Silicon wafers modified by silanisation with different functional groups are used to study the bioactivity of surfaces with varying physicochemical properties. Oxidation of the wafers created very hydrophilic surfaces, and moderately wettable surfaces were produced by coating with poly(ethylene glycol) (PEG). Immobilization of hydrocarbon chains to the wafers produced hydrophobic surfaces, and hydrophobicity was further increased by fluorocarbon coatings. The oxidized and the hydrocarbon-modified surfaces supported the adhesion of human MG-63 osteoblasts and 3T3 mouse fibroblasts as well as Staphylococcus aureus 8325-4. Adhesion of osteoblasts and fibroblasts, however, was decreased on highly hydrophobic fluorocarbon surfaces, whereas adhesion of S. aureus was supported. Coating of the fluorocarbon surface with fibronectin increased the number of attached eukaryotic cells, but the accumulation of bacteria remained unchanged. In contrast, surface coatings with PEG-groups inhibited the binding of S. aureus; however, the adhesion of the eukaryotic cells was high. The number of S. aureus on PEG-modified surfaces covered with fibronectin increased about twofold, yet it was still decreased to 25-30% related to the number of bacteria on other surfaces. These findings provide evidence that the PEG-modified surfaces showed selective bioactivity, preventing the attachment of a microbial pathogen but supporting the adhesion of eukaryotic cells.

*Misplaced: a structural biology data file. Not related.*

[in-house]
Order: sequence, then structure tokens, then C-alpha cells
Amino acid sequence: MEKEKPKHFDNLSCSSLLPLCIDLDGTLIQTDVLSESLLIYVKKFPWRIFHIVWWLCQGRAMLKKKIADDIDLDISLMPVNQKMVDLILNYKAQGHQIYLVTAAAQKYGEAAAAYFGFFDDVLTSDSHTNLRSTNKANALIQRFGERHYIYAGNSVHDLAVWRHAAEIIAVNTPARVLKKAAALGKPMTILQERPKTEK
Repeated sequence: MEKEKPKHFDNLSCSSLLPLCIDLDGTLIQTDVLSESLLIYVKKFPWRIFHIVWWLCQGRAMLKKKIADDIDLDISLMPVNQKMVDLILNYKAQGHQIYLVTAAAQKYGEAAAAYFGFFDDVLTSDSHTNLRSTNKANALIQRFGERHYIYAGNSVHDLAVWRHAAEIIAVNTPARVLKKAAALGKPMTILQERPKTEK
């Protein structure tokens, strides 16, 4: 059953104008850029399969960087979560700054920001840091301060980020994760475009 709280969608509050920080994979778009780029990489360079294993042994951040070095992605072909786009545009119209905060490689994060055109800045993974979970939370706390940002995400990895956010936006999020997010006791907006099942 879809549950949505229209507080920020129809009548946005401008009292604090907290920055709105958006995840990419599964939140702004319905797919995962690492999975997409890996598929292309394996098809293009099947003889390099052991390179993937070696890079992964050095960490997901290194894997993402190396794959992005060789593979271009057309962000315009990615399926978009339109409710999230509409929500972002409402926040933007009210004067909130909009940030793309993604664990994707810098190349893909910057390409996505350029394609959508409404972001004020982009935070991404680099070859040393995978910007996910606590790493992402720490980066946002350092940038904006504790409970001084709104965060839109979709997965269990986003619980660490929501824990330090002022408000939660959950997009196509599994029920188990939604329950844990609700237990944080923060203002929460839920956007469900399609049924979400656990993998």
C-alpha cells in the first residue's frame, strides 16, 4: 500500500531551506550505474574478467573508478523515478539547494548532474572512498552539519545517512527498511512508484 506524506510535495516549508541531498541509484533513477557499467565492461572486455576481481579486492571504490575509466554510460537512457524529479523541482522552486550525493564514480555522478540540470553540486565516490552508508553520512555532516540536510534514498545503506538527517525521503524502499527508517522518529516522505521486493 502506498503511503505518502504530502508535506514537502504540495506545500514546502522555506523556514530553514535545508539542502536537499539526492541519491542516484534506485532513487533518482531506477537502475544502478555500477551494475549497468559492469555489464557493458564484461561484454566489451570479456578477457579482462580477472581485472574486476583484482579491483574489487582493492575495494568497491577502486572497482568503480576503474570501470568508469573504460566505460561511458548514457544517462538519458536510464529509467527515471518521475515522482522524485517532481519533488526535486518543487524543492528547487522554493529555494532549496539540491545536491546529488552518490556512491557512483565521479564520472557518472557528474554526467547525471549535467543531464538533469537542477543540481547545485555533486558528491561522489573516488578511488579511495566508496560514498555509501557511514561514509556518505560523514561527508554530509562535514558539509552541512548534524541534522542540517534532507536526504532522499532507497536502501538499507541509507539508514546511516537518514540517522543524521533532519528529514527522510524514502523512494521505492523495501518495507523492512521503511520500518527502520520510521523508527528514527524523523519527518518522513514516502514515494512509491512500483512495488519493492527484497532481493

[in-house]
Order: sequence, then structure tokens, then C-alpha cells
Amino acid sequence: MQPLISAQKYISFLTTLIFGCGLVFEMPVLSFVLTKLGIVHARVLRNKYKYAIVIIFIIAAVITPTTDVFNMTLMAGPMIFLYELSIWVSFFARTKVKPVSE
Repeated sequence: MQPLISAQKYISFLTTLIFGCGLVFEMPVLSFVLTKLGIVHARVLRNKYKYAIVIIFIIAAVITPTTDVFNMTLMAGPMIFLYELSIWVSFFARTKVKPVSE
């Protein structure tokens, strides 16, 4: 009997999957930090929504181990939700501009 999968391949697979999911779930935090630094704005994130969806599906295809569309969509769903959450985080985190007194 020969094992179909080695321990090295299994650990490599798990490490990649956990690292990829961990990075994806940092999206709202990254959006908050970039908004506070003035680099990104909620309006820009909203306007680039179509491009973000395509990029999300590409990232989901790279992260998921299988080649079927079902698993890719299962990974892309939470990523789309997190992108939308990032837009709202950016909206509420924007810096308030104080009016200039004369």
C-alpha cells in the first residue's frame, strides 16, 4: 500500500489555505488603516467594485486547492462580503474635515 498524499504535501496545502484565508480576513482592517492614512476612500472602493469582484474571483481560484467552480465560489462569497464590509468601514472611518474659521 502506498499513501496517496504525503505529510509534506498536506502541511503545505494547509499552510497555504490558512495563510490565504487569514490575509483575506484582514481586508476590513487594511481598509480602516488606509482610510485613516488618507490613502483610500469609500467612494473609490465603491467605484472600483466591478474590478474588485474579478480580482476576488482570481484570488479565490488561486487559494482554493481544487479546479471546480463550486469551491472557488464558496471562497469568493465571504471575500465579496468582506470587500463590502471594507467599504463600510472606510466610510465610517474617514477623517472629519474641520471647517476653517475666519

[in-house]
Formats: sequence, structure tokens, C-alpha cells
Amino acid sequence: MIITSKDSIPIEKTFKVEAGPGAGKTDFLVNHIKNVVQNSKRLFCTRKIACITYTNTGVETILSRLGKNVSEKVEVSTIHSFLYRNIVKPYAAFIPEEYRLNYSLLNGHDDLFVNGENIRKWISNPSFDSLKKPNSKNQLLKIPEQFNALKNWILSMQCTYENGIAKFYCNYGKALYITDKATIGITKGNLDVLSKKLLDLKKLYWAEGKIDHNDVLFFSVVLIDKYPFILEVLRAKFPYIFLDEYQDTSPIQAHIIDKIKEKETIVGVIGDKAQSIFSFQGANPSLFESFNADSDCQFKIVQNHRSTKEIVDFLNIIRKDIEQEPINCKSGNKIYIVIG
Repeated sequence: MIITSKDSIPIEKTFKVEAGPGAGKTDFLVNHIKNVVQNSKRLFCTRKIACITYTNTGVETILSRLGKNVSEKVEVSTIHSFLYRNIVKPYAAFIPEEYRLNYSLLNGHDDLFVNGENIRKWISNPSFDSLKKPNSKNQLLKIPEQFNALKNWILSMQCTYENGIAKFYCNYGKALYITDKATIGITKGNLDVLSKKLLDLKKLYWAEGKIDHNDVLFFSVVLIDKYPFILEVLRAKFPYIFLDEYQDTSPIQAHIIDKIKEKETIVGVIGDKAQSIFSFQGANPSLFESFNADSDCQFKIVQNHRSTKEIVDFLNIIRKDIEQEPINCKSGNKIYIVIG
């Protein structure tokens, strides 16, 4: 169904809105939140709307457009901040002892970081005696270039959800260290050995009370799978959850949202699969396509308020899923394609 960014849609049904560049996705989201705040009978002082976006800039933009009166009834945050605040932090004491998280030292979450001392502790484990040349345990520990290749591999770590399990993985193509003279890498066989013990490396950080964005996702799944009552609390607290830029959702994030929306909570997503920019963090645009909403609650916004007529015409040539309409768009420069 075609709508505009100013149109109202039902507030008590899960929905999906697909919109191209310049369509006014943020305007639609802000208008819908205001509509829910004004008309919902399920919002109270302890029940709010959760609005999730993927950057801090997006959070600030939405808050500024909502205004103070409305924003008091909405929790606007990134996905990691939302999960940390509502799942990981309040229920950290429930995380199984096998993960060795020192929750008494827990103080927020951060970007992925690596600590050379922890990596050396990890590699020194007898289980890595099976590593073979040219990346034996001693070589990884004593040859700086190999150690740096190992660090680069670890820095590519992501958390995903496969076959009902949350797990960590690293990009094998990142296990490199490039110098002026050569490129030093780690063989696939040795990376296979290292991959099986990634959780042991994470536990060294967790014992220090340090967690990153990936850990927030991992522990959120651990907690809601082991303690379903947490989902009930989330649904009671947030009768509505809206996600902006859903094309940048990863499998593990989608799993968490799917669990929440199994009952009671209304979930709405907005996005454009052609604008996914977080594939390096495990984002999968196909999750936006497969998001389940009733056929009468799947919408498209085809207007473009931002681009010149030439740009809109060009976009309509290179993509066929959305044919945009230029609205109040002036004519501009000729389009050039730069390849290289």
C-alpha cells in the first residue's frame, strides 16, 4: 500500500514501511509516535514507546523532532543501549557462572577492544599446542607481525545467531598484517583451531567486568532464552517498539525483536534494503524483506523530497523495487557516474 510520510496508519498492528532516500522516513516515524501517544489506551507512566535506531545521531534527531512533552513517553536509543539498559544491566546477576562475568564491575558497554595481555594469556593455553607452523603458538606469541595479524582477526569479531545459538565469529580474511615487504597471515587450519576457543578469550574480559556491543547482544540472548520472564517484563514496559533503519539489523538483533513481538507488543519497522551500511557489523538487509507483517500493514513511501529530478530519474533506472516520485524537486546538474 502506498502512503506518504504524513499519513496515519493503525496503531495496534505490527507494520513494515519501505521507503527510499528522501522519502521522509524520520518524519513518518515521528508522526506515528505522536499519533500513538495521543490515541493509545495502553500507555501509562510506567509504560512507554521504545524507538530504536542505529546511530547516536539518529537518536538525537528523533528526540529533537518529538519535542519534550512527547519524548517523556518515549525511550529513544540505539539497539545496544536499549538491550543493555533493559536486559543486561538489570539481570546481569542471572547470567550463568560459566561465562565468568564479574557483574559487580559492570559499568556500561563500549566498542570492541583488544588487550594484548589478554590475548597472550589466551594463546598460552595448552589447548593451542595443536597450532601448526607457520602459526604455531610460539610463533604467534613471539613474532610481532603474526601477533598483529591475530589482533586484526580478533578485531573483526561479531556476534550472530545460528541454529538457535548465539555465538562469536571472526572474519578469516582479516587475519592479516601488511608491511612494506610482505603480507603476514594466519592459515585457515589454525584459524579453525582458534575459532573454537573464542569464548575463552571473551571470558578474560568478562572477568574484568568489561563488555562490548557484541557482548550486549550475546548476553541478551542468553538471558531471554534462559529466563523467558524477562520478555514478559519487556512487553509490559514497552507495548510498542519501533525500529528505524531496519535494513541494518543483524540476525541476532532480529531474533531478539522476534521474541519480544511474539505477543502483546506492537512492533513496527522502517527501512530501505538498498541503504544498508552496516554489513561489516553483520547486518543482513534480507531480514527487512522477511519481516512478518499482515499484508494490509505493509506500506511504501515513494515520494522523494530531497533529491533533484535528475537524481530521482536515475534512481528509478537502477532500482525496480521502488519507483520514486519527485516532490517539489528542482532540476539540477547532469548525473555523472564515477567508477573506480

(c) 2007 Wiley Periodicals, Inc.